- Perennial legume
- Tolerates floods and salinity
- Flowers May-June, Seed mature in June and July
- Height 8-14″
Strawberry clover, a native of Eurasia, is mainly used for pasture and in mixtures with grass for hay and silage. Forage and seeds of strawberry clover are also used by big and small game and upland birds. It has also been used as groundcover in orchards and vineyards and for green manure cover crop applications to a limited extent. Strawberry clover has a heavy root system that extends to about 39″ depth on dry soils.
Planting should take place in late fall (dormant) or in spring. Late summer planting can be successful if there is adequate moisture (may require irrigation) and time for seedlings to establish before cold temperatures. Seed may contain up to 70 percent hard seed, so if seeding during the growing season, seed should be scarified prior to seeding. Dormant fall planting will allow natural seed scarification. Strawberry clover seedlings are easily established and grow rapidly but do not compete well with weeds. Successful stands establish from seeding and natural spread and get better over time.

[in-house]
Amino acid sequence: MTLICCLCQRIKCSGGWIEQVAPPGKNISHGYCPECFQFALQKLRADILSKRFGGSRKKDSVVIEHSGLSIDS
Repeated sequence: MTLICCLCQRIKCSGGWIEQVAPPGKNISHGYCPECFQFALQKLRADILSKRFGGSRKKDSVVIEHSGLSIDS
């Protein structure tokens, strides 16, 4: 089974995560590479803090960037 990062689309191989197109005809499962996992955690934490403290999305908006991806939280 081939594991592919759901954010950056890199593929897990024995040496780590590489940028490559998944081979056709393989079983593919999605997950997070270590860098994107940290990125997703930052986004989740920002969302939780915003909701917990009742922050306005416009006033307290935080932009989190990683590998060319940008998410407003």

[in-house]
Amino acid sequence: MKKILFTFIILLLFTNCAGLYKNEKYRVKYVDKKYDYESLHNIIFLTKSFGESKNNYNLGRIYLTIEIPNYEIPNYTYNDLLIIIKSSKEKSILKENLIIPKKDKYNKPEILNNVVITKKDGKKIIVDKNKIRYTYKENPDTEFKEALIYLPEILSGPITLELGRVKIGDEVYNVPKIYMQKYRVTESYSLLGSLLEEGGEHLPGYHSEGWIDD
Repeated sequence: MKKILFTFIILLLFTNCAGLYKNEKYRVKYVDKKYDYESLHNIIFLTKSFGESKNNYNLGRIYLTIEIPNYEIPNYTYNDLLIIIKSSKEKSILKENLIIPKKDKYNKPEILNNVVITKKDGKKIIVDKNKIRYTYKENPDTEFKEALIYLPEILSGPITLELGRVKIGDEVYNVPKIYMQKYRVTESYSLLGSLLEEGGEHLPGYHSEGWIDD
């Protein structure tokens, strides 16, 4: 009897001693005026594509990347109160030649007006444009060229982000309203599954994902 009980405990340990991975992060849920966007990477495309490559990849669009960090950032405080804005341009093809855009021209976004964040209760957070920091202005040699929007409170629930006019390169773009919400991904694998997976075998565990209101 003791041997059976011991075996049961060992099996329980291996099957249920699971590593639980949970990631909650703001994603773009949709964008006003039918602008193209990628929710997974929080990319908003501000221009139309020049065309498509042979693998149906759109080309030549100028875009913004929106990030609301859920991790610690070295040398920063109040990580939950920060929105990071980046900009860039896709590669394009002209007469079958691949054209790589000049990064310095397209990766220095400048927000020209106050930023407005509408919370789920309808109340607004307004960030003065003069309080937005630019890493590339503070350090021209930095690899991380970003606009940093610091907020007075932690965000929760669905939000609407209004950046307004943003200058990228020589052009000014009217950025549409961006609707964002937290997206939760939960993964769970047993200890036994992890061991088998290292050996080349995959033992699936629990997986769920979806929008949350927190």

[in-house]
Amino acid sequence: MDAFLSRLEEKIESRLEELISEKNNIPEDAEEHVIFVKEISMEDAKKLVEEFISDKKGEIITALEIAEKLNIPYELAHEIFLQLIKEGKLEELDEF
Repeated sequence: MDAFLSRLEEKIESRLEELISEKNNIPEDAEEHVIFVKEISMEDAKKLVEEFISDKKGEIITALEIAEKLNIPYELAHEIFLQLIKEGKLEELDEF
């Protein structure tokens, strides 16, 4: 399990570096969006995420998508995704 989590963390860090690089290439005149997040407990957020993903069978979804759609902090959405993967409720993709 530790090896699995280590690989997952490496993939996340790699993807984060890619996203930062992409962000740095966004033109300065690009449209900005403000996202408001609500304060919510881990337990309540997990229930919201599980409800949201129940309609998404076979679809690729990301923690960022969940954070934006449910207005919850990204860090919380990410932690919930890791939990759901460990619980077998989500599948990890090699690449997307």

Common strawberry clover is reported to be self- fertile but the variety ‘Salina’ is reported to be self- sterile and needs cross pollination. Self pollinated plants are less vigorous. Placing colonies of honey bees near fields will help increase seed yields.
When used in orchards it can be mixed with dutch white clover (Trifolium repens), birdsfoot trefoil (Lotus corniculatus), and creeping red fescue (Festuca rub). Strawberry clover is more heat tolerant than dutch white clover, but less shade tolerant.